Dead Reign by Alien Rope Burn
"All zombies carry the Z-Virus, an infection created by Brulyx's dark magic."Original SA post
Dead Reign is a zombie apocalypse role-playing game published by Palladium Books. Originally created as an alternate setting for Beyond the Supernatural, it was put on track to be turned into a stand-alone title after first appearing in Palladium Books' Rifter series. The game's creators, Josh Hilden and Joshua Sanford, wrote a manuscript and turned it in, but during the five weeks between manuscript submission and the book going to the printers, Palladium president and lead game designer Kevin Siembieda rewrote roughly eighty percent of the game and changed its basic premise.
Wikipedia has since had that summary removed.
The Rifter #40 posted:
The Rifter #40 posted:
Violence and the Supernatural
The Rifter #40 posted:
The fictional worlds of Palladium Books are violent, deadly and filled with supernatural monsters. Other-dimensional beings, often referred to as "demons", torment, stalk, and prey on humans. Other alien life forms, monsters, gods and demigods, as well as magic, insanity, and war are all elements in these books.
How dreadful, I can't imagine what would possess you to write about such things. Where is the RPG that warns you about kitten content? Some kittens? Can we have a bit of that?
The Rifter #40 posted:
Some parents may find the violence, magic and supernatural elements of the games inappropriate for young readers/players. We suggest parental discretion.
Well, I'd never let any child of mine play one of these terrible games!
The Rifter #40 posted:
Please note that none of us at Palladium Books condone or encourage the occult, the practice of magic, the use of drugs, of violence.
My children are going to only play wholesome games like Little Wizards, No Thank You, Evil! or Witch Girls Adventures.
Dead Reign Part 0: "All zombies carry the Z-Virus, an infection created by Brulyx's dark magic."
Happy Halloween, everybody! And time for a scary tale, a tale, where you write a game... and it's taken by a ghost!... who publishes it as the primary author! OoooOooOOooo...
Well, okay, that's a bit of an exaggeration. Kevin Siembieda is no ghost. But Dead Reign, Palladium's newest RPG, hit a bit of a controversy right from the start. Created originally by Josh Hilden and Joshua Sanford, Dead Reign was intended as a zombie apocalypse setting and supplement to be used with Palladium's existing horror RPG, Beyond the Supernatural. There's a full F&F writeup for Beyond the Supernatural , but TL;DR the primary pitch is "Psychics vs. Monsters", with rules for "Ordinary Folk vs. Monsters" as well. Siembieda liked what Hilden and Sanford had written enough to offer to let them write a full game- the first since Palladium had nearly gone bankrupt a year before, and the last new game Palladium has published.
When the game released, though, there was a bit of a fuss. It turned out Siembieda's name was on the cover as the primary author, with Hilden and Sanford reduced to "additional ideas" and Hilden getting a "concieved by". The game had been heavily rewritten by Siembieda, and Hilden and Sandford felt that they had been robbed of the credit they deserved for it, saying so publicly. Siembieda retorted that he didn't feel their manuscript was up to snuff, and though he didn't want to rewrite it all, he had to, in order to create a better product. Of course, Siembieda has had a habit of rewriting contributor's work or adding his own material, to the point it's rare for a Palladium book not to have him as a credit. Case in point: do you know how I search for cheap used Palladium books? I don't search for "Palladium" or "Rifts". I search for "Siembieda" first.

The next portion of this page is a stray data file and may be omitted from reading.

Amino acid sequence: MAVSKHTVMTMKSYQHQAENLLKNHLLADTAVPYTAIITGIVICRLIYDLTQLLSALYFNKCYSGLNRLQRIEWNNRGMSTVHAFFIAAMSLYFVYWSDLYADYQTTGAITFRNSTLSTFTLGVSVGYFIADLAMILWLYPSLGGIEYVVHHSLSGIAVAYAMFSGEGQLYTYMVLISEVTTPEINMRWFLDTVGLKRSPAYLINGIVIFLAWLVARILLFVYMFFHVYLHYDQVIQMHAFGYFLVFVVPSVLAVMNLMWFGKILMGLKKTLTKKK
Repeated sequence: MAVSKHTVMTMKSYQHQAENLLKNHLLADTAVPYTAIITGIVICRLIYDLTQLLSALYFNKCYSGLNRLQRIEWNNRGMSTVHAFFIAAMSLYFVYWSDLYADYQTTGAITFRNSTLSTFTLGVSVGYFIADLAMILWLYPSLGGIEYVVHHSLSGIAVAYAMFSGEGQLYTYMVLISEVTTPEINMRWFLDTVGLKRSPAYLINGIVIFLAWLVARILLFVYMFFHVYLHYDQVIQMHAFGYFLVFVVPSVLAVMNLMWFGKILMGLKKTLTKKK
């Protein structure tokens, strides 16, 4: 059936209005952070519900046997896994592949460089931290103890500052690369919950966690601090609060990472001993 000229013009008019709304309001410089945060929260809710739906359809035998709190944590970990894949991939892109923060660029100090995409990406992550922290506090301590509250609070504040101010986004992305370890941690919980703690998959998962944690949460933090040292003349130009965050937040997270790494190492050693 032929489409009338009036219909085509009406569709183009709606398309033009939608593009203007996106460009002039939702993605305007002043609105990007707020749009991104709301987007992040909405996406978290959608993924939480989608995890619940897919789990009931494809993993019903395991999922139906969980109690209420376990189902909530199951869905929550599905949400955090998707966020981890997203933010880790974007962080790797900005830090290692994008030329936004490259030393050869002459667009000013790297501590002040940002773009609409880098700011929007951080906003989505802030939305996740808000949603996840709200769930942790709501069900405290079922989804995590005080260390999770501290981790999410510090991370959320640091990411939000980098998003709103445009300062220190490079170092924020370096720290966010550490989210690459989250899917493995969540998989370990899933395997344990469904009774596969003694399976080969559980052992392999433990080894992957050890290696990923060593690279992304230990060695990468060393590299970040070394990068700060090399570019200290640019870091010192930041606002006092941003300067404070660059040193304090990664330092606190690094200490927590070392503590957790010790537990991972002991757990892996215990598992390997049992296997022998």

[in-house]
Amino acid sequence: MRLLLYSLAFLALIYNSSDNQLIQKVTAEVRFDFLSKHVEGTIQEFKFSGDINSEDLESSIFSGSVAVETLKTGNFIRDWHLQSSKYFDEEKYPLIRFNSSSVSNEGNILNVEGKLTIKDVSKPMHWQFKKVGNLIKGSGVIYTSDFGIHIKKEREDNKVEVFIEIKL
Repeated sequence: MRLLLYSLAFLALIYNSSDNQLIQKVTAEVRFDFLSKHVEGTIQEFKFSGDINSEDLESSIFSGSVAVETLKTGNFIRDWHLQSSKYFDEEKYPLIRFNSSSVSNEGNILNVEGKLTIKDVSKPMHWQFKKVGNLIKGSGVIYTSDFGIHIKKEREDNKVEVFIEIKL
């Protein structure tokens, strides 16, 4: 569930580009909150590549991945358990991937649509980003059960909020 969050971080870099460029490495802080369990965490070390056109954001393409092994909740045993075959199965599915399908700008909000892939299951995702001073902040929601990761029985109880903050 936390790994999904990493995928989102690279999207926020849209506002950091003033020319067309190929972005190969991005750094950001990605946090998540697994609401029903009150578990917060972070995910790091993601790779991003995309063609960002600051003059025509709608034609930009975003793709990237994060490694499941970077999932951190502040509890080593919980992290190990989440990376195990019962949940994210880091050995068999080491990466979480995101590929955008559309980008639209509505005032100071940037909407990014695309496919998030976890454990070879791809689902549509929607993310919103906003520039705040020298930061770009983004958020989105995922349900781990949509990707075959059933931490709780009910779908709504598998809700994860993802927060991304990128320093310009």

Normally, when these rewrites happen, we don't get to see the original draft. However, Dead Reign is a bit of an exception. Hilden and Sanford had a preview published in Palladium's house rag, The Rifter, that gives us a glimpse of their original intentions. This will be a lot more summarized than my Rifts reviews, since the details aren't as big a deal, and we want to get to the weird and wacky bits a little faster.
Your Guide to the Zombie Apocalypse
So, how did Dead Reign originally look? Well, though based on Beyond the Supernatural, it downplayed the psychic and supernatural elements of the setting. Due to "low ambient levels of P.P.E." (Potential Psychic Energy, the source of magic in Beyond the Supernatural and Rifts), it didn't have much in the way of the paranormal- at least until the zombies start showing up. After which, much like Rifts, it's implied that the mass deaths start cranking up the world's magic potential due to the soul fallout. However, that's treated as a growing element rather than a sudden explosion, and supernatural powers are still extremely rare. As such, it says characters should be created using the "Ordinary Person" rules from BTS, but they get a small chance of psychic powers (about 15%) and may roll randomly for level (1d4+1) or insanity at the the GM's discretion. Normally I'd poo-poo random levels, but given the mortality rate of a game like this (and the fact that Palladium already has you rolling random for attributes), it's probably not a huge deal.